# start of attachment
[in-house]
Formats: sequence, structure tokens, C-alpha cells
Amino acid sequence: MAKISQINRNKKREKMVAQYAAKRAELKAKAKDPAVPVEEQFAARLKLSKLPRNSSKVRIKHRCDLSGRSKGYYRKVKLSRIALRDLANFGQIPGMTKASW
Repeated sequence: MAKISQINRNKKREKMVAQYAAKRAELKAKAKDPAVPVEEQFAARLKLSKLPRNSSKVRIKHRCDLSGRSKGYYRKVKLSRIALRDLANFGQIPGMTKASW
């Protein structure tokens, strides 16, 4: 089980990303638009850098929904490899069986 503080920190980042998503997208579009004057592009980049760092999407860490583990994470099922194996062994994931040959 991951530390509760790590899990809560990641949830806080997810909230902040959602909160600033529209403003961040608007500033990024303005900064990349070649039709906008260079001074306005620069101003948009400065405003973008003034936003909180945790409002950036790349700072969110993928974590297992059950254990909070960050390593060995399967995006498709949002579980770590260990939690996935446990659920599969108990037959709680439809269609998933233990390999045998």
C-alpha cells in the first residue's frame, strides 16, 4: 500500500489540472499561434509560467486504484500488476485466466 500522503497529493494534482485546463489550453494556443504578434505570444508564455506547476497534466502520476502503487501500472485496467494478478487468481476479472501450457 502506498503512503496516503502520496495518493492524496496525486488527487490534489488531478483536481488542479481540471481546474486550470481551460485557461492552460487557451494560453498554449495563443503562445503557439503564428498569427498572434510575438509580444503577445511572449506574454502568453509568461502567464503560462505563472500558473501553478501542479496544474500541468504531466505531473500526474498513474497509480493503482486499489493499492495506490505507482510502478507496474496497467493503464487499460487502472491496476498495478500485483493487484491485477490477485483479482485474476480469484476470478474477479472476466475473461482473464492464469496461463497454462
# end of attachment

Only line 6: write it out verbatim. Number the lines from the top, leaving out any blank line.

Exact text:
C-alpha cells in the first residue's frame, strides 16, 4: 500500500489540472499561434509560467486504484500488476485466466 500522503497529493494534482485546463489550453494556443504578434505570444508564455506547476497534466502520476502503487501500472485496467494478478487468481476479472501450457 502506498503512503496516503502520496495518493492524496496525486488527487490534489488531478483536481488542479481540471481546474486550470481551460485557461492552460487557451494560453498554449495563443503562445503557439503564428498569427498572434510575438509580444503577445511572449506574454502568453509568461502567464503560462505563472500558473501553478501542479496544474500541468504531466505531473500526474498513474497509480493503482486499489493499492495506490505507482510502478507496474496497467493503464487499460487502472491496476498495478500485483493487484491485477490477485483479482485474476480469484476470478474477479472476466475473461482473464492464469496461463497454462